Floating holidays allow employees to take paid time off for personal reasons or to observe a religious holiday not recognized by the state. A floating holiday is supplemental to a paid day off, meaning that employees can use floating holidays at any time over and above paid federal holidays.
Many employers include floating holidays as a benefit to meet diversity requirements and to keep their employees happy.
Here are a few things to consider when drafting a floating holiday policy:
1. Who qualifies for floating holidays?
Make sure that the policy is applied fairly to each employee.
When can an employee take a floating holiday?
If no time period is specified, the employee should be able to take a floating holiday at any time.
2. Set guidelines for carry-over time.
You will need to decide whether floating holidays can be carried over to the next year or should be used within the same calendar year.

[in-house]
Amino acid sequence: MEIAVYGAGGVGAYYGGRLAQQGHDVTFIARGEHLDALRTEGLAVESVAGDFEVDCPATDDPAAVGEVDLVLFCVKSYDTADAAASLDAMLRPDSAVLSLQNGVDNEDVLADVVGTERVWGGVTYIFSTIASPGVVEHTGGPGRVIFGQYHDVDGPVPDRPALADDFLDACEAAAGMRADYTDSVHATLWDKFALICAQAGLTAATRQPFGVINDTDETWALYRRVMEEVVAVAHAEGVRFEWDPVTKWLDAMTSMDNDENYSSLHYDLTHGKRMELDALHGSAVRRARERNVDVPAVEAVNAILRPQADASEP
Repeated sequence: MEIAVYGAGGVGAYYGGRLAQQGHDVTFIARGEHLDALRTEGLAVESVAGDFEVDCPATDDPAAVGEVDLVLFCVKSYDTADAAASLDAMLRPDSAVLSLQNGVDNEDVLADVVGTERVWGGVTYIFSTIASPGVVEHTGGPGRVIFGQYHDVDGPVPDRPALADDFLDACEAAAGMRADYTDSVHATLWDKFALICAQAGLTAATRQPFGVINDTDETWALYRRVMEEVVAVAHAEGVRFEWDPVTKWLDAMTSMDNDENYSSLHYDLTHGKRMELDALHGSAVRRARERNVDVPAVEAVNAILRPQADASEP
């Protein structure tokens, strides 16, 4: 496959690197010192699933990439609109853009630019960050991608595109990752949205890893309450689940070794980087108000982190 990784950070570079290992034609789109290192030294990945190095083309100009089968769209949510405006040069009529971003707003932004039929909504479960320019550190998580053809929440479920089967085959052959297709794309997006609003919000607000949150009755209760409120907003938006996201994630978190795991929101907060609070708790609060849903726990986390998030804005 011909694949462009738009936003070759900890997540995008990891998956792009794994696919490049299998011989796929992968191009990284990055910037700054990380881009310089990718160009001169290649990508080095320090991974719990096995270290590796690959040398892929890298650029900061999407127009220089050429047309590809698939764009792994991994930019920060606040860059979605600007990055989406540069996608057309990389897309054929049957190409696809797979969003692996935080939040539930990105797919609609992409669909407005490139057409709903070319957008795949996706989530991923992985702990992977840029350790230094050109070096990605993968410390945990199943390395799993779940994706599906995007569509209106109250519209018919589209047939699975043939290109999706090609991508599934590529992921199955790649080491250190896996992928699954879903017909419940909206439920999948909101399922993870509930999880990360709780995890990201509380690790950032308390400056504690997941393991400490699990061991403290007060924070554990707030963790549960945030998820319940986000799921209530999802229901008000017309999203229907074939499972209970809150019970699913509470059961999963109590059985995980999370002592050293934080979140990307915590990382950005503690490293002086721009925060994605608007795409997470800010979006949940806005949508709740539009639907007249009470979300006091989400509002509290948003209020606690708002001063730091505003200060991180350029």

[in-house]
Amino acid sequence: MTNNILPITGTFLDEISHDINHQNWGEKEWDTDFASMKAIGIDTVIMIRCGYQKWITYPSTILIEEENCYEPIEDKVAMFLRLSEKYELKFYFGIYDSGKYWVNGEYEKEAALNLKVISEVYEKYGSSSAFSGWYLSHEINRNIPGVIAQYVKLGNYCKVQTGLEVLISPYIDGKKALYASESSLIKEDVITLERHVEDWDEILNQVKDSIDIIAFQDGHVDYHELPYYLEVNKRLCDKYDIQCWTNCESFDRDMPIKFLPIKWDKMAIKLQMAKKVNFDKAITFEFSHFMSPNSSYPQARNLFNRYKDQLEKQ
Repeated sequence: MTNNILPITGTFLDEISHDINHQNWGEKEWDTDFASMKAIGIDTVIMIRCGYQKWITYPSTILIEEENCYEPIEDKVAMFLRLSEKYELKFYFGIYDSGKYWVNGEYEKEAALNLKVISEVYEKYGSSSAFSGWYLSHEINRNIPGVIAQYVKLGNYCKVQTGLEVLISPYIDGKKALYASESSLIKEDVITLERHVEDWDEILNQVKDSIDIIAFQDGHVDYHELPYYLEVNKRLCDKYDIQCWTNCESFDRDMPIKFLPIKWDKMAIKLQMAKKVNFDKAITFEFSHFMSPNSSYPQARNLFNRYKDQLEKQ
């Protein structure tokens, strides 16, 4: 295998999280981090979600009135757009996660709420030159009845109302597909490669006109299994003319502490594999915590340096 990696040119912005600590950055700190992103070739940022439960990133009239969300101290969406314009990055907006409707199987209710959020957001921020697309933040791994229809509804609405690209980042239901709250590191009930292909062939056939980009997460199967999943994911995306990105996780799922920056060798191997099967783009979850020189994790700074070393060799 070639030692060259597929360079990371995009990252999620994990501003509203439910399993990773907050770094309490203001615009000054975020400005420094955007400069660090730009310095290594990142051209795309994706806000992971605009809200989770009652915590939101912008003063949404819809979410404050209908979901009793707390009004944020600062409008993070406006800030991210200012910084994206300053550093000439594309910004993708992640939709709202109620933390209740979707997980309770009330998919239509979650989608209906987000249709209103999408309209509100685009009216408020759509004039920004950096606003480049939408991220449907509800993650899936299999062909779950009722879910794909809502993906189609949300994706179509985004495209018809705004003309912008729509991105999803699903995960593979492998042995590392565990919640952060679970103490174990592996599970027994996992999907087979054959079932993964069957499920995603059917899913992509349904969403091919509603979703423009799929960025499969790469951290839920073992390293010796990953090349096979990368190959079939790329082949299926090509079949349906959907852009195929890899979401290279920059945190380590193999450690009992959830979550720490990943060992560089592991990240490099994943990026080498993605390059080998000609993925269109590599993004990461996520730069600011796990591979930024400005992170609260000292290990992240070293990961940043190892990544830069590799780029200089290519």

3. How an employee should schedule a floating holiday.
Must an employee schedule a floating holiday in advance, and should it be approved by a manager?
4. Track floating holidays like you would track paid vacation days.
5. What happens when an employee leaves?
Since floating holidays are considered the same as paid vacation days, you should pay out an employee if they leave the company.
Floating Holiday FAQs:
Am I required to offer floating holidays?
No. There are no laws that require you to offer floating holidays. However, many companies do offer floating holidays for a better work-life balance.
Why should I offer floating holidays?
Some employees may practice Judaism, Islam, or Hinduism and wish to observe a religious holiday such as Rosh Hashana or Eid Al-Fitr; while other employees may simply want to take their birthday off. Giving employees the option to take a day off when they need to shows that your organization cares about their diverse needs.
What should my floating holiday policy include?
If you decide to have a floating holiday policy, ensure that it has proper guidelines in place to avoid confusion between managers and staff. You should also check your state's labor laws to make sure that you comply with all rules and regulations concerning time off.